Making your own Beer
The Fundamentals of Home brewing


It is no secret that Americans now demand more quality from their beer than ever before. While the large beer brewers and distributors still hold a hefty percentage of the American beer market share, there has been a marked increase in the amount of microbrew and imported beer consumption in the last decade and a half. The early nineteen nineties saw a meteoric rise in the popularity of micro and home brewed beers and, while the growth has slackened somewhat, these custom brews still continue to gain in popularity as American consumers develop more sophisticated beer palates. 

Those who are interested in trying their hand at brewing their own beer at home are often surprised to learn how easy and inexpensive it is to get started. An initial investment of a about $70 is all that is required to purchase a starter home brew kit along with the ingredients for the first batch. Many homebrew supply shops sell these kits that contain all of the necessary supplies along with enough ingredients to get started. You can also invest about $200 and get high quality equipment that will produce a wide variety of beers for years and be flexible enough to use with raw ingredients as well as the base malts available.

The home brewing process can be broken down into four basic steps. The first step is sanitization. Indeed, sanitization is a necessary step before any of the other phases of the brewing process can begin and the overall brewing process will contain a sanitization step before any new container or device is introduced. Since many microorganisms thrive on the ingredients that are in the wort, it is necessary to sanitize all equipment to ensure that only the yeast makes its way into the brew. While these other microorganisms are not harmful to your health, their presence can destroy your beer. Many kits come with sanitizers, but a solution of hot water and bleach works just as well. It is important to thoroughly rinse the sanitized device before use since the sanitizing agents are also harmful to yeast.

The next step is the brewing process itself--this involves mixing your malt extracts, hops, and other ingredients with water in your brewing kettle and bringing the solution to a boil. This step requires continuous oversight since the wort has a tendency to boil over. The next step is to add the wort to the fermenting container along with more water and the yeast. It is now time to let the yeast do their job, so simply store the fermenting container in a cool, dark place for a week to ten days. After that time, the homebrew is ready to be bottled. After a period of aging (typically around one month) your homebrew will be ready to enjoy!

The basic equipment...While different kits will come with different supplies, a complete kit should feature at least the following crucial pieces of equipment. The most basic tool required for home brewing is the brewing kettle. This is a large kettle that is typically constructed from stainless steel that serves to create the wort (the unfermented slurry that contains all of the ingredients except for the yeast). The brewing kettle should be large enough to accommodate both the water and other ingredients as well as to account for bubbling that can occur during the brewing process. A general rule of thumb is to purchase a brewing kettle that can hold at least double the amount of beer you are attempting to brew.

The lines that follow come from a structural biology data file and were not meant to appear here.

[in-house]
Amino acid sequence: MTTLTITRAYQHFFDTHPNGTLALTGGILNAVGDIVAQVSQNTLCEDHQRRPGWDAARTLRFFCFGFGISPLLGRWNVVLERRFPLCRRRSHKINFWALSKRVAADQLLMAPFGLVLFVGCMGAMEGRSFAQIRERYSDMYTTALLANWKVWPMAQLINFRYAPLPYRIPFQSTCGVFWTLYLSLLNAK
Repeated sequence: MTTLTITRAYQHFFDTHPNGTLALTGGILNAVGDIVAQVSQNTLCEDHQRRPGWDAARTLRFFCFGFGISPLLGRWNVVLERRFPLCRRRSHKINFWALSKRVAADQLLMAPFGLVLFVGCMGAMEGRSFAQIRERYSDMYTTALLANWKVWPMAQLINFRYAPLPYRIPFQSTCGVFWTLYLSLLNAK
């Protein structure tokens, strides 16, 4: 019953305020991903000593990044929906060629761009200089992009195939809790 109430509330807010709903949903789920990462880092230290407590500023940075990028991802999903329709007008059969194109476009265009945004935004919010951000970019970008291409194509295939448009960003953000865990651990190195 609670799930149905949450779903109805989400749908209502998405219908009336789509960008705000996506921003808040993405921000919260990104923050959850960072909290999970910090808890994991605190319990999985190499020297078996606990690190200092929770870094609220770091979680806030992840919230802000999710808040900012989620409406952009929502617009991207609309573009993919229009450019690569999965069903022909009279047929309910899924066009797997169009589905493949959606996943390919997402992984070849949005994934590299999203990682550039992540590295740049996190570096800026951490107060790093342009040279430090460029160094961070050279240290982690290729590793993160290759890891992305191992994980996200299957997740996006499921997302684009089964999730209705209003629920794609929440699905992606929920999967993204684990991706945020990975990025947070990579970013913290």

Next, any beer kit should contain a fermenting container. This container will serve to hold the brew while the yeast does its job. It should be transparent or semi-transparent so that the brewer can monitor the fermentation process. An airlock should accompany the top of the fermenting container, which is a one-way flow device that lets gases escape the fermenting container without allowing impurities to enter. 

Another helpful device is a hydrometer. This is a small probe that measures the specific gravity of your wort during and after the fermentation process. Since the homebrew process involves both boiling and cooling steps, it is necessary to have a good liquid thermometer that can measure from approximately sixty degrees Fahrenheit to two hundred and twelve Fahrenheit (the boiling point of water). 

Many kits come with specialized cleansers that serve to sterilize all of the homebrew equipment. However, a mixture of water and bleach can do the job just as well if your kit does not provide such a cleanser. Finally, any complete homebrew kit should contain a racking cane, associated tubing, and a racking bucket--these devices serve to transfer the fermented beer into a temporary staging base just prior to bottling. Many kits do not include bottles, caps, and a capper, but you will need all of these devices to transfer your homebrew from the racking bucket to your bottles.